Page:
The sample was selected by convenience and not probabilistically. Fifty-two female adolescents (between 12 and 17 years of age), athletes of track and field (running, jumping and throwing modalities) in sport clubs from São Paulo, SP – Brazil. The inclusion criteria were to have signed the informed consent, to train five times per week with 2 hours per day, to participate in anthropometric assessments. Seven athletes were excluded provided that they did not fully answered the questionnaires. The sample was, then, constituted of 45 athletes [100 m sprint (n = 7), 200 m sprint (n = 5), 100 m hurdles (n = 5), 400 m hurdles (n = 4), pole vault (n = 6), long jump (n = 7), high jump (n = 5) and javelin throw (n = 6)], with a mean age of 15.26 (± 1.78) years of age and 18.33 (± 2.43) body-fat percentage.

Instruments

To evaluate the disordered eating behaviors, we utilized the Eating Attitudes Test (EAT-26) in its validated version for females by Bighetti et al.19, presenting internal consistency of 0.82. The questionnaire is composed of 26 questions distributed in three factors: 1) diet – refers to pathological refusal of high caloric food and physical appearance concern; 2) bulimia and food concern – refers to binge episodes followed by purgative behavior to reduce/control body weight; and 3) oral self-control – refers to self-control in terms of food and evaluates environmental forces and social stimuli to food ingestion. The final score of EAT-26 is given by the sum of its items and the threshold that indicates risk behavior of eating disorders (ED) is 21. We calculated the internal consistency for the present study and we obtained 0.80 for the Cronbach's alpha.

Perfectionism was assessed by Multidimensional Perfectionism Scale (MPS) validated for Portuguese language by Soares et al.9. The scale is composed by 45 items that evaluate behavioral traits related to perfectionism. The MPS questions are disposed in Likert-like scales ranging from 1 (completely disagree) to 7 (completely agree). The score is the sum of each item. The bigger the score, the bigger perfectionism. The Cronbach's alpha obtained (for internal consistency) was 0.75.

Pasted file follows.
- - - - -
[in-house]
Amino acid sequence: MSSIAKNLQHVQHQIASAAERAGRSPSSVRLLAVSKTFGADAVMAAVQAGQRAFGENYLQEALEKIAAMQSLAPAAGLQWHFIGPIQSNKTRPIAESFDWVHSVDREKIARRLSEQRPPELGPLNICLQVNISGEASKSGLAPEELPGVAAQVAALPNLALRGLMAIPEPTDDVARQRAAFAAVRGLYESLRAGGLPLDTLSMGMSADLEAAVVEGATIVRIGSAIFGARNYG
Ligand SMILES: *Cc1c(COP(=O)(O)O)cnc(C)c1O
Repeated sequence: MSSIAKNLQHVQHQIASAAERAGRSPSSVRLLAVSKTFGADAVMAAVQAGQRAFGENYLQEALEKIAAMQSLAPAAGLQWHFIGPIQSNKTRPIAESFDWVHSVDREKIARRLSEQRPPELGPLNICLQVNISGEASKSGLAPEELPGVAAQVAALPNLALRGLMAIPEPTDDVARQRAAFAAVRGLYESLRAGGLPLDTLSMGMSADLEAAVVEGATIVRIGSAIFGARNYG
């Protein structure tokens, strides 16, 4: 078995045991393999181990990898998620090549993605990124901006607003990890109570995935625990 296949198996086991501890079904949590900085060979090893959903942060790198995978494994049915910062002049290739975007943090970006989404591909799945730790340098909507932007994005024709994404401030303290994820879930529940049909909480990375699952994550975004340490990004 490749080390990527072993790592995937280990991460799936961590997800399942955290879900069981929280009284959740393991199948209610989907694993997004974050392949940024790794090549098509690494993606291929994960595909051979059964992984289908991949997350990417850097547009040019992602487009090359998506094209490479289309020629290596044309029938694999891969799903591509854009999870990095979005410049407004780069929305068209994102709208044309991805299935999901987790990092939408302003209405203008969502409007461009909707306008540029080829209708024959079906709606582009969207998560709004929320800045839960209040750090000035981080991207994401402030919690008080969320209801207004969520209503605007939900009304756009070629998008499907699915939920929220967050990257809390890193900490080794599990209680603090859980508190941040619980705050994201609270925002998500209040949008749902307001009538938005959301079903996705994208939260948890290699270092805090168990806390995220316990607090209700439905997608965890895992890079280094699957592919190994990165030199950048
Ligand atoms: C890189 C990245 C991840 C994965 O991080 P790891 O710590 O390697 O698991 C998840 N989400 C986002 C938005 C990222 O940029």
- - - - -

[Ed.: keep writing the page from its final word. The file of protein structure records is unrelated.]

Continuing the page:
To evaluate the body dissatisfaction, we applied the Body Shape Questionnaire (BSQ) in its validated version for Brazilian adolescents20. The instrument presents good internal consistency (Cronbach's alpha = 0.96) and correlation coefficient between scores of test-retest is significant (0.89 for girls). In the sample of the present study we found an α value of 0.91 – which demonstrates good consistency. Tue self-evaluative questionnaire is composed by 34 questions in Likert-like scale related to concern that the adolescent presents in terms of body weight and physical appearance.

To calculate the body-fat percentage, we used the protocol developed by Slaughter et al.22 for adolescents. The triceps and subscapular skinfold thickness were measured, according to the standardization determined by International Society for Advancement for Kineanthropometry23, using an adipometer (LANGE ® – Cambridge Scientific Industries Inc.) with precision of 1 mm. Each measurement was taken rotationally three times, being considered the mean of the values.

Procedures

This research was submitted and approved by the Ethics Committee of the Faculdade de Filosofia, Ciências e Letras of University of São Paulo (USP-Ribeirão Preto) (protocol n. 119/2019 – CAE –05166712.8.0000.5407). The guardians, as well the athletes, signed an informed consent that explained the goals and procedures of the study. Anonymity was guaranteed and the procedures and data analyses were confidential.